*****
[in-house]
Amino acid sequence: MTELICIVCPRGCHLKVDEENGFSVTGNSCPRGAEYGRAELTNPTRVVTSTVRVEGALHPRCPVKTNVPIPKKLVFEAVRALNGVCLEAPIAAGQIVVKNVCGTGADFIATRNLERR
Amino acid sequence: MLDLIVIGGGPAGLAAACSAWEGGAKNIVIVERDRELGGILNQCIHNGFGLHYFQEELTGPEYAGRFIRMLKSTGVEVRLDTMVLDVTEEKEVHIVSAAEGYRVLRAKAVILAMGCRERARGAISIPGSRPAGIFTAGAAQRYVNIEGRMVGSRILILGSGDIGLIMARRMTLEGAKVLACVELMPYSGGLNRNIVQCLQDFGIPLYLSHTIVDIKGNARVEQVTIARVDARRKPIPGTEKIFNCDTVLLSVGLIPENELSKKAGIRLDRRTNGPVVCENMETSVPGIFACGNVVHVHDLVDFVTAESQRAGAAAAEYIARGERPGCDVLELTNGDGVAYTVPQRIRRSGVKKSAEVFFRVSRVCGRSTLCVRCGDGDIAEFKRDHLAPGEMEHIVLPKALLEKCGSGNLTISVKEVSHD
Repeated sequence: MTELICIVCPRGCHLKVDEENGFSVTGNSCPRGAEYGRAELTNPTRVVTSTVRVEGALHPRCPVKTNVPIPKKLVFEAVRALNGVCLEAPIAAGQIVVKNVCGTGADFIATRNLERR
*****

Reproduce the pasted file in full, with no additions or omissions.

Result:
[in-house]
Amino acid sequence: MTELICIVCPRGCHLKVDEENGFSVTGNSCPRGAEYGRAELTNPTRVVTSTVRVEGALHPRCPVKTNVPIPKKLVFEAVRALNGVCLEAPIAAGQIVVKNVCGTGADFIATRNLERR
Amino acid sequence: MLDLIVIGGGPAGLAAACSAWEGGAKNIVIVERDRELGGILNQCIHNGFGLHYFQEELTGPEYAGRFIRMLKSTGVEVRLDTMVLDVTEEKEVHIVSAAEGYRVLRAKAVILAMGCRERARGAISIPGSRPAGIFTAGAAQRYVNIEGRMVGSRILILGSGDIGLIMARRMTLEGAKVLACVELMPYSGGLNRNIVQCLQDFGIPLYLSHTIVDIKGNARVEQVTIARVDARRKPIPGTEKIFNCDTVLLSVGLIPENELSKKAGIRLDRRTNGPVVCENMETSVPGIFACGNVVHVHDLVDFVTAESQRAGAAAAEYIARGERPGCDVLELTNGDGVAYTVPQRIRRSGVKKSAEVFFRVSRVCGRSTLCVRCGDGDIAEFKRDHLAPGEMEHIVLPKALLEKCGSGNLTISVKEVSHD
Repeated sequence: MTELICIVCPRGCHLKVDEENGFSVTGNSCPRGAEYGRAELTNPTRVVTSTVRVEGALHPRCPVKTNVPIPKKLVFEAVRALNGVCLEAPIAAGQIVVKNVCGTGADFIATRNLERR